Andy Bathgate (18) - 2009's 5th round pick, Bathgate had a rough first season in Juniors, but most players do. This upcoming year is very critical for his development, if he can stay healthy and put up points he could be on his way to a pro career. This camp should give him the chance to build up momentum for that.
Nathan Longpre (21)- Was Robert Morris' 2nd highest scorer last season, is he a home-town invite (aka camp fodder) or a decent professional prospect?
Zack Sill (21) - Camp invite and an interesting one: Sill didn't put up huge numbers in the offensive minded Q (just 50 points in his last 124 games) and his hockeydb profile lists his size as an average 6'0, 200.
In a word, the defense is big. Several players are 6'3-6'4 and most of them are players with simple games. But with offensive minded youngsters like Kris Letang and Alex Goligoski already in the NHL, the Penguins organizational need for reliable, defensive minded defensemen is there. But it'll be in the future before most of these guys will contribute in the NHL.
Brian Strait (21) - Could have been the captain of defending national champion Boston U, but instead chose to turn pro and sign with Pittsburgh. Strait played the role of being the reliable, defensive minded partner to Hobey Baker winner Matt Gilroy last season. Though he figures to spend much of the year in Wilkes-Barre one look at the Pens UFA defensemen to be (Gonchar, Eaton, McKee) shows that Strait may make it to the show sooner than later if he proves himself at the AHL level.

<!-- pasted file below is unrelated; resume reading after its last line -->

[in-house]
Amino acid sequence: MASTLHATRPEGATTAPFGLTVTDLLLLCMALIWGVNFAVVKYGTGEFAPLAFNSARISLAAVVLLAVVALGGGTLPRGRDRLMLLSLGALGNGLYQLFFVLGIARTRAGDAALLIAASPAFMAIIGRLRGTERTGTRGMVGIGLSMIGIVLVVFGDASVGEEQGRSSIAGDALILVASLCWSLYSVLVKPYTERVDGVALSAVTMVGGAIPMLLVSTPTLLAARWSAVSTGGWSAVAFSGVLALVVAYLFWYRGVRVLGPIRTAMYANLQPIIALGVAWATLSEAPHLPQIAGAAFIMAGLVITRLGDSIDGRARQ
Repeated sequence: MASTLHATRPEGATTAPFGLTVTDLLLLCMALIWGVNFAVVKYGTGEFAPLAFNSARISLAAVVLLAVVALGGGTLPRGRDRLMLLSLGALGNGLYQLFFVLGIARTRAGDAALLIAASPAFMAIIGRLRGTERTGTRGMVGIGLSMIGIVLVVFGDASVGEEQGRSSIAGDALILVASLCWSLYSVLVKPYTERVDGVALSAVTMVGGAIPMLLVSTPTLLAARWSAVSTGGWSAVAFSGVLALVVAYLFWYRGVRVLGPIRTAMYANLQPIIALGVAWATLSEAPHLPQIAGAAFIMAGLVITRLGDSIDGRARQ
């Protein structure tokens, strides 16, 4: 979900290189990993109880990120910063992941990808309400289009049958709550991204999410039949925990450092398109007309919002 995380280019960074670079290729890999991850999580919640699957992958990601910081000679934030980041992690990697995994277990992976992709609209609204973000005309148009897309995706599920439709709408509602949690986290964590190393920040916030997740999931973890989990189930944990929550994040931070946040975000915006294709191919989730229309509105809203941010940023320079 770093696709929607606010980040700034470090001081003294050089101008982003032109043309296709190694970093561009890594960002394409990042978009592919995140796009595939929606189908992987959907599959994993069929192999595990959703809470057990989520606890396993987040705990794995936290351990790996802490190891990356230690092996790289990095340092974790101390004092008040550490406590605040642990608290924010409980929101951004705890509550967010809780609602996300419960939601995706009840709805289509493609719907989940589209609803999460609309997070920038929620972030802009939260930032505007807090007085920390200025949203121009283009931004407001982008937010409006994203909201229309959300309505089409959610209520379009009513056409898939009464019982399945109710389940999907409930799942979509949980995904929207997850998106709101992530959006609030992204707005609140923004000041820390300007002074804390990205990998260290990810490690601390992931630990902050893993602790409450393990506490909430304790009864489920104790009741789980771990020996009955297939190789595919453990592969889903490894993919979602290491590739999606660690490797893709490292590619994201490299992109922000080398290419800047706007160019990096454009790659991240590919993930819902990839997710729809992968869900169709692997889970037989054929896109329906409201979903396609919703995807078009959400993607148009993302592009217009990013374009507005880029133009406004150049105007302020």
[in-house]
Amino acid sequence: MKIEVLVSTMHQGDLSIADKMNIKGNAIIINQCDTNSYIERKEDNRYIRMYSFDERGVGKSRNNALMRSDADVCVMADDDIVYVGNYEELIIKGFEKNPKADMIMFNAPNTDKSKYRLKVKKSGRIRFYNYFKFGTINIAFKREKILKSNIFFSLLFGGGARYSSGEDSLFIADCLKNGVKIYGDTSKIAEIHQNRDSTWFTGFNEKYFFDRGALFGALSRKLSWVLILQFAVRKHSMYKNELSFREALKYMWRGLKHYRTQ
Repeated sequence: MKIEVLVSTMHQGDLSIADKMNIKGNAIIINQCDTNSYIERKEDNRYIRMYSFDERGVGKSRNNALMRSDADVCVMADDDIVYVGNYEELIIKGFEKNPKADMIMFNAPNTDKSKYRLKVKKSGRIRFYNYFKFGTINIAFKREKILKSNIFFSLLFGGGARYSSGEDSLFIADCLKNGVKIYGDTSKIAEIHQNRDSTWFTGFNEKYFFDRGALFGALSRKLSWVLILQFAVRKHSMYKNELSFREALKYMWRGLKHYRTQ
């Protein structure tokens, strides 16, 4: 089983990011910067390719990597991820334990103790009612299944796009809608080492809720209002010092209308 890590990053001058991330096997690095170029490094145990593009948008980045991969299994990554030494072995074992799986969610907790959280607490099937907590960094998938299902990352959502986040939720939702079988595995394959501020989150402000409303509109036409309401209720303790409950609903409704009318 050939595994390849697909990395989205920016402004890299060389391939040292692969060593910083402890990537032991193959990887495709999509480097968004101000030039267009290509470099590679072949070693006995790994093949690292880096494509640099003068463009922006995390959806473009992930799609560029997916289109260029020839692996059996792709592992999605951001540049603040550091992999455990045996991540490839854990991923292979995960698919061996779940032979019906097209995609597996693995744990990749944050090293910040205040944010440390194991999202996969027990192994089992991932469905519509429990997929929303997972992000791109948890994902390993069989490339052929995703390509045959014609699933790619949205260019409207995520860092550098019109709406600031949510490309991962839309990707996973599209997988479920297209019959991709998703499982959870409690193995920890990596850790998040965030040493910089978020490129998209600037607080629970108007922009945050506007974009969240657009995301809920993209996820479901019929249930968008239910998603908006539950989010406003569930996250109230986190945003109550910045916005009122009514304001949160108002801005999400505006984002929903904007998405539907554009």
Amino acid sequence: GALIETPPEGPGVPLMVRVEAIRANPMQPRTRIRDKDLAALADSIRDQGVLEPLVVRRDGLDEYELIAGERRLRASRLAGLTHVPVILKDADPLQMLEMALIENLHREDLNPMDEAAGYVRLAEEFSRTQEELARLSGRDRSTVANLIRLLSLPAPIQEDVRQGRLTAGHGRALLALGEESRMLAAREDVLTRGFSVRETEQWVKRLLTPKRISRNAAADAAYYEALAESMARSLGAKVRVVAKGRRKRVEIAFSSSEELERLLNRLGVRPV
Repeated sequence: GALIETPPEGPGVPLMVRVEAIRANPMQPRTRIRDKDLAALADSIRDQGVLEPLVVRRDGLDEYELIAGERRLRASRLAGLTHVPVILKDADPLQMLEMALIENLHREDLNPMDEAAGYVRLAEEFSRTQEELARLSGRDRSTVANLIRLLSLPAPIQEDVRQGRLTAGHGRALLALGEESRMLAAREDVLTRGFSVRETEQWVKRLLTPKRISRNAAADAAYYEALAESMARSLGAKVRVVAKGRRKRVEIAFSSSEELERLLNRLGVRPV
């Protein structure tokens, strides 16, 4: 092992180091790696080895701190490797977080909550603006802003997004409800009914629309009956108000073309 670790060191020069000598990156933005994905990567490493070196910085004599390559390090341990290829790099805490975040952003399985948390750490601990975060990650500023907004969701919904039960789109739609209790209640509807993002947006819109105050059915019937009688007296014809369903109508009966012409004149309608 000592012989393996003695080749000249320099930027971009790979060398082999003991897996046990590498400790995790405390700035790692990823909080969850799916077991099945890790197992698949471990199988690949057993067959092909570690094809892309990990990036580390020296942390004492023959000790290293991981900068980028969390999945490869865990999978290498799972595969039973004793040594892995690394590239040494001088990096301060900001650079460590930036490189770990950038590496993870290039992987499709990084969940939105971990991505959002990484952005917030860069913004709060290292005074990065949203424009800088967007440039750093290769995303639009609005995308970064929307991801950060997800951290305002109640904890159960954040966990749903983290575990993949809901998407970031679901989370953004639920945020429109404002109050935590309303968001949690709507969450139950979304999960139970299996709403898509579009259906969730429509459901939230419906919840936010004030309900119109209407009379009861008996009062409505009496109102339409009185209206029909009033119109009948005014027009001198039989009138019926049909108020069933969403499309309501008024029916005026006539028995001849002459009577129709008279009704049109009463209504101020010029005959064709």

Jon D'Aversa (23) - Kind of like Rob Scuderi, D'Aversa has slowly kept improving. First he went undrafted but latched on with the Pens, then he spent a year shuffling back between the ECHL and AHL, then last season he worked his way into becoming a mainstay on a solid AHL team. Can he keep the improvement and steady play going?
Simon Despres (17)-This year's first round pick, Despres will get the time his game needs to develop back in juniors. Still, at 6'4 205 and with good skating ability, Despres has all the tools to oneday be a solid NHL level defenseman. This camp is merely the first step in that long journey.
Robert Bortuzzo (20) - At 6'4, 205 the right-handed shooting Bortuzzo is another defensive minded defensemen that won't put up big numbers or lead a power-play but will play positionally well, make a hit and look to keep it simple when he has the puck. A former 3rd round pick, Bortuzzo will be making the jump to the professional game this season, how will he handle that learning curve as well as fitting into a deep organization?
Carl Sneep (21) - Sneep, another right handed shot, is going into his senior year at Boston College, is much like the other Penguin defensemen prospects. He's big (6'3, 205), can skate well but isn't an explosive or terribly offensive minded.